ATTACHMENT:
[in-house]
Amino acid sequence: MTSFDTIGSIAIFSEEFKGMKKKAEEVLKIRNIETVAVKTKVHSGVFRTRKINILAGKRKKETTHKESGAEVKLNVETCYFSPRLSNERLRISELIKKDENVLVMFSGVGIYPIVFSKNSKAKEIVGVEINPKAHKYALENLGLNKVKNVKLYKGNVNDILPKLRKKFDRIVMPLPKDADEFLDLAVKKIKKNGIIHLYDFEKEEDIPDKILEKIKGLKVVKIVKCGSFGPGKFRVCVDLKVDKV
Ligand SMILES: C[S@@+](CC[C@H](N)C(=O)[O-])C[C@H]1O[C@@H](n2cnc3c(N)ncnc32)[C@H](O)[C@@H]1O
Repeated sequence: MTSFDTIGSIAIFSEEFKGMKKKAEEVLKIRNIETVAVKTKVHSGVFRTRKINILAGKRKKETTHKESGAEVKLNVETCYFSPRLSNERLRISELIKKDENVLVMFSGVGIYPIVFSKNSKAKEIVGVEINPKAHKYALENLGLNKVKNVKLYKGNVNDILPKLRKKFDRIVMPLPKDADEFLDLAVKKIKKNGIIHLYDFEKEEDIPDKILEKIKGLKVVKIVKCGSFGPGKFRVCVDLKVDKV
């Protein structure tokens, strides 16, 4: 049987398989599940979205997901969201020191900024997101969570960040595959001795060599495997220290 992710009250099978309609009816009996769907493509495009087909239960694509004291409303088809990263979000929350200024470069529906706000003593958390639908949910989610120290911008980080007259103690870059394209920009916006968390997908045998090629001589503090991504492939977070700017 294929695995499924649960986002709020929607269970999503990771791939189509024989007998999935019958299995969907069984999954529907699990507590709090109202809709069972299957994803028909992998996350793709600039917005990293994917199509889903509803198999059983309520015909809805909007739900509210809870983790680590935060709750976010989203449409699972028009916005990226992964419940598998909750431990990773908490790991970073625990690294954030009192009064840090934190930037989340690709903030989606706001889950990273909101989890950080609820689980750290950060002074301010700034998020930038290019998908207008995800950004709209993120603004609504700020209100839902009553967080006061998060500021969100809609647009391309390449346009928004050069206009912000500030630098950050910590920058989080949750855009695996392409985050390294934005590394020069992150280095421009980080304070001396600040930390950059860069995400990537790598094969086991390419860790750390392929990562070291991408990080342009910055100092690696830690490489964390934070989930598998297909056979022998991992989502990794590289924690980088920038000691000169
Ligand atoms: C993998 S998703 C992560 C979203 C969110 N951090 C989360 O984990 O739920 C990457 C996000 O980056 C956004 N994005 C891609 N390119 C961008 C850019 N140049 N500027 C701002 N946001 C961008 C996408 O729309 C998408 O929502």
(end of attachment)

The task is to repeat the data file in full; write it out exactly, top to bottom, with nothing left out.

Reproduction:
[in-house]
Amino acid sequence: MTSFDTIGSIAIFSEEFKGMKKKAEEVLKIRNIETVAVKTKVHSGVFRTRKINILAGKRKKETTHKESGAEVKLNVETCYFSPRLSNERLRISELIKKDENVLVMFSGVGIYPIVFSKNSKAKEIVGVEINPKAHKYALENLGLNKVKNVKLYKGNVNDILPKLRKKFDRIVMPLPKDADEFLDLAVKKIKKNGIIHLYDFEKEEDIPDKILEKIKGLKVVKIVKCGSFGPGKFRVCVDLKVDKV
Ligand SMILES: C[S@@+](CC[C@H](N)C(=O)[O-])C[C@H]1O[C@@H](n2cnc3c(N)ncnc32)[C@H](O)[C@@H]1O
Repeated sequence: MTSFDTIGSIAIFSEEFKGMKKKAEEVLKIRNIETVAVKTKVHSGVFRTRKINILAGKRKKETTHKESGAEVKLNVETCYFSPRLSNERLRISELIKKDENVLVMFSGVGIYPIVFSKNSKAKEIVGVEINPKAHKYALENLGLNKVKNVKLYKGNVNDILPKLRKKFDRIVMPLPKDADEFLDLAVKKIKKNGIIHLYDFEKEEDIPDKILEKIKGLKVVKIVKCGSFGPGKFRVCVDLKVDKV
């Protein structure tokens, strides 16, 4: 049987398989599940979205997901969201020191900024997101969570960040595959001795060599495997220290 992710009250099978309609009816009996769907493509495009087909239960694509004291409303088809990263979000929350200024470069529906706000003593958390639908949910989610120290911008980080007259103690870059394209920009916006968390997908045998090629001589503090991504492939977070700017 294929695995499924649960986002709020929607269970999503990771791939189509024989007998999935019958299995969907069984999954529907699990507590709090109202809709069972299957994803028909992998996350793709600039917005990293994917199509889903509803198999059983309520015909809805909007739900509210809870983790680590935060709750976010989203449409699972028009916005990226992964419940598998909750431990990773908490790991970073625990690294954030009192009064840090934190930037989340690709903030989606706001889950990273909101989890950080609820689980750290950060002074301010700034998020930038290019998908207008995800950004709209993120603004609504700020209100839902009553967080006061998060500021969100809609647009391309390449346009928004050069206009912000500030630098950050910590920058989080949750855009695996392409985050390294934005590394020069992150280095421009980080304070001396600040930390950059860069995400990537790598094969086991390419860790750390392929990562070291991408990080342009910055100092690696830690490489964390934070989930598998297909056979022998991992989502990794590289924690980088920038000691000169
Ligand atoms: C993998 S998703 C992560 C979203 C969110 N951090 C989360 O984990 O739920 C990457 C996000 O980056 C956004 N994005 C891609 N390119 C961008 C850019 N140049 N500027 C701002 N946001 C961008 C996408 O729309 C998408 O929502």